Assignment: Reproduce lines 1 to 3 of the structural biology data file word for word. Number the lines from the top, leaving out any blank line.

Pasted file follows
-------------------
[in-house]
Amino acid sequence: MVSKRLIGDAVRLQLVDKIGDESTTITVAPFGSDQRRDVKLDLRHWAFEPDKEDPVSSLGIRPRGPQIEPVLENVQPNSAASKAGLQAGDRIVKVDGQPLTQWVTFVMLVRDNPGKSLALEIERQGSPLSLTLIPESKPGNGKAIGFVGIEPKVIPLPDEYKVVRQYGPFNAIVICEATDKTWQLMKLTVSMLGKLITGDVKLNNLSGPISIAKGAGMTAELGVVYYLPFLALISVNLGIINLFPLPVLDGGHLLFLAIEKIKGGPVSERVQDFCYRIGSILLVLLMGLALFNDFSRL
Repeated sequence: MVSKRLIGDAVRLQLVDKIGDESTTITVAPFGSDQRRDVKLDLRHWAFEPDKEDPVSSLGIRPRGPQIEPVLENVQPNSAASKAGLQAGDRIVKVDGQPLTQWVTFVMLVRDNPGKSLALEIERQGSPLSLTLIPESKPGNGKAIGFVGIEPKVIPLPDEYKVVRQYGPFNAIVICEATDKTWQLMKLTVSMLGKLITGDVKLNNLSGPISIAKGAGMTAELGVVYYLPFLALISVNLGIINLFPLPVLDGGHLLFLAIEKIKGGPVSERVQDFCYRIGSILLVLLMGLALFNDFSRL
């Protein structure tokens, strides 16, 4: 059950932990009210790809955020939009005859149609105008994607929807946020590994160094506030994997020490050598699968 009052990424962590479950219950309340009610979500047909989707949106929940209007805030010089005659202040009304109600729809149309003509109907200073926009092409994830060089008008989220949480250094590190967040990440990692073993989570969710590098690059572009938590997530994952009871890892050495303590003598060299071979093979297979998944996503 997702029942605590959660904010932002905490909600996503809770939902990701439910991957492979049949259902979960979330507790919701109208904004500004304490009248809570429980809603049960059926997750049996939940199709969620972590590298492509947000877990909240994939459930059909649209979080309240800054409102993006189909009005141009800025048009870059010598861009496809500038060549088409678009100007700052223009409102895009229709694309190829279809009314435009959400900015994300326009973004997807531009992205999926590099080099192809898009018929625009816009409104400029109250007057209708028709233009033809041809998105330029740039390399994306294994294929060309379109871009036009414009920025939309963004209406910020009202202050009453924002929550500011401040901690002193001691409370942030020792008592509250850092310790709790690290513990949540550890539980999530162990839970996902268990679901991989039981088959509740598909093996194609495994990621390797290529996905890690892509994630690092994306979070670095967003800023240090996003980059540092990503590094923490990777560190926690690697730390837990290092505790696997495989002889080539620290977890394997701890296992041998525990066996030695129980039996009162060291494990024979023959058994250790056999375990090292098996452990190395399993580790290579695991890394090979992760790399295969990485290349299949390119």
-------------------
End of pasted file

[in-house]
Amino acid sequence: MVSKRLIGDAVRLQLVDKIGDESTTITVAPFGSDQRRDVKLDLRHWAFEPDKEDPVSSLGIRPRGPQIEPVLENVQPNSAASKAGLQAGDRIVKVDGQPLTQWVTFVMLVRDNPGKSLALEIERQGSPLSLTLIPESKPGNGKAIGFVGIEPKVIPLPDEYKVVRQYGPFNAIVICEATDKTWQLMKLTVSMLGKLITGDVKLNNLSGPISIAKGAGMTAELGVVYYLPFLALISVNLGIINLFPLPVLDGGHLLFLAIEKIKGGPVSERVQDFCYRIGSILLVLLMGLALFNDFSRL
Repeated sequence: MVSKRLIGDAVRLQLVDKIGDESTTITVAPFGSDQRRDVKLDLRHWAFEPDKEDPVSSLGIRPRGPQIEPVLENVQPNSAASKAGLQAGDRIVKVDGQPLTQWVTFVMLVRDNPGKSLALEIERQGSPLSLTLIPESKPGNGKAIGFVGIEPKVIPLPDEYKVVRQYGPFNAIVICEATDKTWQLMKLTVSMLGKLITGDVKLNNLSGPISIAKGAGMTAELGVVYYLPFLALISVNLGIINLFPLPVLDGGHLLFLAIEKIKGGPVSERVQDFCYRIGSILLVLLMGLALFNDFSRL